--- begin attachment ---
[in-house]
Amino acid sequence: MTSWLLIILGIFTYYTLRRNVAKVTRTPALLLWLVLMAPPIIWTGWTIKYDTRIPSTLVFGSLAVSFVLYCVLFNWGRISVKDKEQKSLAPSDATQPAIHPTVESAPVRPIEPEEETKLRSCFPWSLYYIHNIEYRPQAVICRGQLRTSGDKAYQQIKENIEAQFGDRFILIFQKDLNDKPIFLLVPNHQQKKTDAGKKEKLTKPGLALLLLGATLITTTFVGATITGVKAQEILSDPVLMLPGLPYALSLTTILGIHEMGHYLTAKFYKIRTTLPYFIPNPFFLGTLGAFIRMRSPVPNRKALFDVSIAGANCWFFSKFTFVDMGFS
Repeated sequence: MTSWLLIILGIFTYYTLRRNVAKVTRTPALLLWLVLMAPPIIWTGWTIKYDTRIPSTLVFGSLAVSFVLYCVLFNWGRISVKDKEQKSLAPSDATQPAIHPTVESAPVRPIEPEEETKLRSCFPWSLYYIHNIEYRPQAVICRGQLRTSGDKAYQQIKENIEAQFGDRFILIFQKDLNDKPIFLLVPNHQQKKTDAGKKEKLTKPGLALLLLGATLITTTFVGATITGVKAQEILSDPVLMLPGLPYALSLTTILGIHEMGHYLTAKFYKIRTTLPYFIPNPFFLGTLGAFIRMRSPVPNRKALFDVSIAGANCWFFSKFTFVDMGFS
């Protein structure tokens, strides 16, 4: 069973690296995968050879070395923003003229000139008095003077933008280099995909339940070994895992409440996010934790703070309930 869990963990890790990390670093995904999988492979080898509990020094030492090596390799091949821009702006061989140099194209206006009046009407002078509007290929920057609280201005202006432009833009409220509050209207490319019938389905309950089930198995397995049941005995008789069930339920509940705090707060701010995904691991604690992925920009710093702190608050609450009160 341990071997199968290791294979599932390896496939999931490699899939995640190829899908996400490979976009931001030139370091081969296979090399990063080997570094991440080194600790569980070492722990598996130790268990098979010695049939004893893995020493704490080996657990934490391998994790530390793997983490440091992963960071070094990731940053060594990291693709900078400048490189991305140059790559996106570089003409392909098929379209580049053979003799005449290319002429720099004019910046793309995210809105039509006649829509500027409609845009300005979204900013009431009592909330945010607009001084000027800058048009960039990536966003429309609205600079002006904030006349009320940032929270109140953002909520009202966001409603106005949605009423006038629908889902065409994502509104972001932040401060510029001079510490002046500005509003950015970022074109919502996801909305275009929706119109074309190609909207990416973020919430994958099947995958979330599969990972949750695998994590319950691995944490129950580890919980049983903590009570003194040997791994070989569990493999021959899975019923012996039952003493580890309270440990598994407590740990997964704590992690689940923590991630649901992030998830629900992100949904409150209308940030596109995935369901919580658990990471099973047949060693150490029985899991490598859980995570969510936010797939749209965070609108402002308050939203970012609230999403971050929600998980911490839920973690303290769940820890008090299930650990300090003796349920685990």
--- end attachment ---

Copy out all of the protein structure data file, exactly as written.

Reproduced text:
[in-house]
Amino acid sequence: MTSWLLIILGIFTYYTLRRNVAKVTRTPALLLWLVLMAPPIIWTGWTIKYDTRIPSTLVFGSLAVSFVLYCVLFNWGRISVKDKEQKSLAPSDATQPAIHPTVESAPVRPIEPEEETKLRSCFPWSLYYIHNIEYRPQAVICRGQLRTSGDKAYQQIKENIEAQFGDRFILIFQKDLNDKPIFLLVPNHQQKKTDAGKKEKLTKPGLALLLLGATLITTTFVGATITGVKAQEILSDPVLMLPGLPYALSLTTILGIHEMGHYLTAKFYKIRTTLPYFIPNPFFLGTLGAFIRMRSPVPNRKALFDVSIAGANCWFFSKFTFVDMGFS
Repeated sequence: MTSWLLIILGIFTYYTLRRNVAKVTRTPALLLWLVLMAPPIIWTGWTIKYDTRIPSTLVFGSLAVSFVLYCVLFNWGRISVKDKEQKSLAPSDATQPAIHPTVESAPVRPIEPEEETKLRSCFPWSLYYIHNIEYRPQAVICRGQLRTSGDKAYQQIKENIEAQFGDRFILIFQKDLNDKPIFLLVPNHQQKKTDAGKKEKLTKPGLALLLLGATLITTTFVGATITGVKAQEILSDPVLMLPGLPYALSLTTILGIHEMGHYLTAKFYKIRTTLPYFIPNPFFLGTLGAFIRMRSPVPNRKALFDVSIAGANCWFFSKFTFVDMGFS
């Protein structure tokens, strides 16, 4: 069973690296995968050879070395923003003229000139008095003077933008280099995909339940070994895992409440996010934790703070309930 869990963990890790990390670093995904999988492979080898509990020094030492090596390799091949821009702006061989140099194209206006009046009407002078509007290929920057609280201005202006432009833009409220509050209207490319019938389905309950089930198995397995049941005995008789069930339920509940705090707060701010995904691991604690992925920009710093702190608050609450009160 341990071997199968290791294979599932390896496939999931490699899939995640190829899908996400490979976009931001030139370091081969296979090399990063080997570094991440080194600790569980070492722990598996130790268990098979010695049939004893893995020493704490080996657990934490391998994790530390793997983490440091992963960071070094990731940053060594990291693709900078400048490189991305140059790559996106570089003409392909098929379209580049053979003799005449290319002429720099004019910046793309995210809105039509006649829509500027409609845009300005979204900013009431009592909330945010607009001084000027800058048009960039990536966003429309609205600079002006904030006349009320940032929270109140953002909520009202966001409603106005949605009423006038629908889902065409994502509104972001932040401060510029001079510490002046500005509003950015970022074109919502996801909305275009929706119109074309190609909207990416973020919430994958099947995958979330599969990972949750695998994590319950691995944490129950580890919980049983903590009570003194040997791994070989569990493999021959899975019923012996039952003493580890309270440990598994407590740990997964704590992690689940923590991630649901992030998830629900992100949904409150209308940030596109995935369901919580658990990471099973047949060693150490029985899991490598859980995570969510936010797939749209965070609108402002308050939203970012609230999403971050929600998980911490839920973690303290769940820890008090299930650990300090003796349920685990």